ILUCIDARE will run a workshop in stone conservation of rock-hewn churches in the Tigray region of Ethiopia. The workshop will bring together cultural heritage practitioners from two regions of Ethiopia where rock-hewn churches are most prevalent: Tigray and Amhara. It will also include cultural practitioners from Eritrea, which borders Tigray and shares the same tradition of rock-hewn architecture.
The diversity of cultural heritage in Africa is extraordinary. No other region of the world has such diverse cultural heritage. Ethiopia alone has over 70 ethnicities. The rate of change in Africa is very rapid. Climate change, poverty, economic liberalisation are driving rapid demographic and social change. More and more people are moving to cities. As Africa changes, the social, cultural and economic fabric that maintained diverse cultural heritage is being rapidly eroded. Africa’s heritage is uniquely threatened because so much immovable cultural heritage is made of ephemeral materials; earth, wood, grass. As the systems and context that maintained cultural heritage are weakened, so it quickly disappears.
Tigray is a case in point. The region has over 200 rock-hewn churches, many of which are very ancient. But whilst these are valued locally, they are not well known outside the region and barely figure in the country’s outward facing cultural narratives. The vast majority of donor funding goes towards a few World Heritage Sites in Ethiopia, principally Lalibela.
On the occasion of this first visit to Ethiopia, the ILUCIDARE team was welcomed by the University of Mekelle Department of Heritage Conservation and Management and Institute of Paleo-Environment and Heritage Conservation.
The discussion highlighted training issues for students at the university with a need to combine practical demonstrations and fieldwork with theoretical knowledge.
The rich cultural heritage of the region, which counts not only centuries old churches but also manuscripts, is mainly managed by church committees and local priests who would benefit from more training in conservation and maintenance.
The coaching session itself started with exploration of various sites to understand the main threats, needs and opportunities to design the ILUCIDARE capacity building session in 2020. The locations visited were selected on the basis of their relative ease of accessibility and relevance of the churches to the project objectives.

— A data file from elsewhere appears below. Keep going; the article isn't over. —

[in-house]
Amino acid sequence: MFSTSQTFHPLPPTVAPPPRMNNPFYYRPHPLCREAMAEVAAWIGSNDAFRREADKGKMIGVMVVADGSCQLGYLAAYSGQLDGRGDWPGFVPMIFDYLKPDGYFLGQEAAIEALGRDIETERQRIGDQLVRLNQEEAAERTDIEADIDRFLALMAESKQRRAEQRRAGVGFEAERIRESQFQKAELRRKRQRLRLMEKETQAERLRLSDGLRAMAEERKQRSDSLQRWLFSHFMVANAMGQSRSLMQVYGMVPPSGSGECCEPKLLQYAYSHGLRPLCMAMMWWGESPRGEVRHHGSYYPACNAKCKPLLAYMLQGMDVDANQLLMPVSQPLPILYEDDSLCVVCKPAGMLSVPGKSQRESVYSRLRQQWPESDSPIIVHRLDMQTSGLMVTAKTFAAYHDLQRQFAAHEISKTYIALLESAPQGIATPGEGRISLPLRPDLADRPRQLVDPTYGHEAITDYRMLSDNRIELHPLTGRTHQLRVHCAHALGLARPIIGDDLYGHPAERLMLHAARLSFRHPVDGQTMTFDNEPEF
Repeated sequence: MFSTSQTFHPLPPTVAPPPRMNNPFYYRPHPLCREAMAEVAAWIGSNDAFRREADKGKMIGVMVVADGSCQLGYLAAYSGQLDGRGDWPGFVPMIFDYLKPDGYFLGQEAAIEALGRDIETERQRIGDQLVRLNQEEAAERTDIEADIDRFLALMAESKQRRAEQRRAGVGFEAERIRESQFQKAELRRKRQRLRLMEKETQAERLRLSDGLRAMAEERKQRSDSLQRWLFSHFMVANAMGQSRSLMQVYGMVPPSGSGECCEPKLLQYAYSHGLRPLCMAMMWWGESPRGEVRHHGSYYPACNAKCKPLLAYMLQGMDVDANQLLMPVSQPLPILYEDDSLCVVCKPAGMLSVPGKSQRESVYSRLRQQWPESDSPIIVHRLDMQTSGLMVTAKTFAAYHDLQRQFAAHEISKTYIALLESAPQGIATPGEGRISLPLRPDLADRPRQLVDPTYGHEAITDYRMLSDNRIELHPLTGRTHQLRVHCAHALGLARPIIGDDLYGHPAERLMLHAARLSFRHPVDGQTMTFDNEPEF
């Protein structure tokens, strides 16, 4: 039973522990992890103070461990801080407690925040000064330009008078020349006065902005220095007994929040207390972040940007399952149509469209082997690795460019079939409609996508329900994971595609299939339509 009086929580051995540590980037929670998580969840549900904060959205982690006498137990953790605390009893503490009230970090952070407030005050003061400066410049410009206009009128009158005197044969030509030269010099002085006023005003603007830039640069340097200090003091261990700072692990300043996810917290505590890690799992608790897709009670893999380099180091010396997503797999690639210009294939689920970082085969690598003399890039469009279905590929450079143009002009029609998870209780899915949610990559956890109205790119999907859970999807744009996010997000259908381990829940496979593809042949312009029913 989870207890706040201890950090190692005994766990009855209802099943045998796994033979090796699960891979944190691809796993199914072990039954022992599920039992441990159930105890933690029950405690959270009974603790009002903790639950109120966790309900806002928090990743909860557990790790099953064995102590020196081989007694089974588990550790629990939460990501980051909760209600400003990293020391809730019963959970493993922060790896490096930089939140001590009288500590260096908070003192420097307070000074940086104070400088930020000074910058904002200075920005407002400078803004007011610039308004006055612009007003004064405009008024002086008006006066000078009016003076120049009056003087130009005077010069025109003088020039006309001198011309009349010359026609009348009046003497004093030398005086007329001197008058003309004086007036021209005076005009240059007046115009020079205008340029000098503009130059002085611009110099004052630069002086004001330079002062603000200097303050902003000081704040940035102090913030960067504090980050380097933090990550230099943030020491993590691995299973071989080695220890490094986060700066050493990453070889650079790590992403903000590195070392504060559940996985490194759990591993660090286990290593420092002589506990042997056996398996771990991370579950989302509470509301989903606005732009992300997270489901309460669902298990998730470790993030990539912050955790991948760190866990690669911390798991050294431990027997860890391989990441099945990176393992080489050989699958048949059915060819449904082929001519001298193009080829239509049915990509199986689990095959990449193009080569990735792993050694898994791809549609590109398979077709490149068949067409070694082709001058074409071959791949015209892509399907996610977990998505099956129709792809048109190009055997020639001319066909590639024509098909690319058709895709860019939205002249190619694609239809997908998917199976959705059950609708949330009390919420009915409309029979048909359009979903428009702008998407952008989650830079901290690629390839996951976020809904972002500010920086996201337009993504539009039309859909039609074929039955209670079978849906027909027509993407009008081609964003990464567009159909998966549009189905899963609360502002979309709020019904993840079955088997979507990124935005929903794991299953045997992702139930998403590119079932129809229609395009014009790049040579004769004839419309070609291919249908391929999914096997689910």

The ILUCIDARE team (Aziliz Vandesande - KU Leuven, Stephen Battle - WMF, Pablo Longoria - WMF, Simon Warrack - WMF) together with local experts Fkereselase Sifir, Dawit Tsadik and Mikiyas Gebresilassie visited churches in the area of Hawzen / Megab Village: Wukro Cherkos, Mariam Yerefeda, Degum Selassie, Maryam Korkor, Abreha We Atsbeha, Abuna Abraham (also known as Debre Tsion).
Abuna Abraham church (also known as Debre Tsion) is likely to be the location for the upcoming capacity building.
Accessible after a 40-minute hike / climb), with six massive free-standing pillars, this large rectangular and impressive 14th-century church is known for its diverse architectural features, including decorated cupolas, bas-reliefs and carved crosses on the walls and ceiling. It also has beautiful, though faded and damaged, 16th-century murals. It sits like a fortress on a hill about 500m south of Dugem.
The capacity building, with hands-on training on site, will focus on consolidation of stone deterioration by linking traditional local techniques with the best science available for sustainable interventions. Three local participants will receive expert training to become master-trainers and ensure the sustainability of the initiative. Involvement of professionals, as well as local religious leaders aims at setting up a maintenance protocol so that damages to the churches can be prevented or dealt with.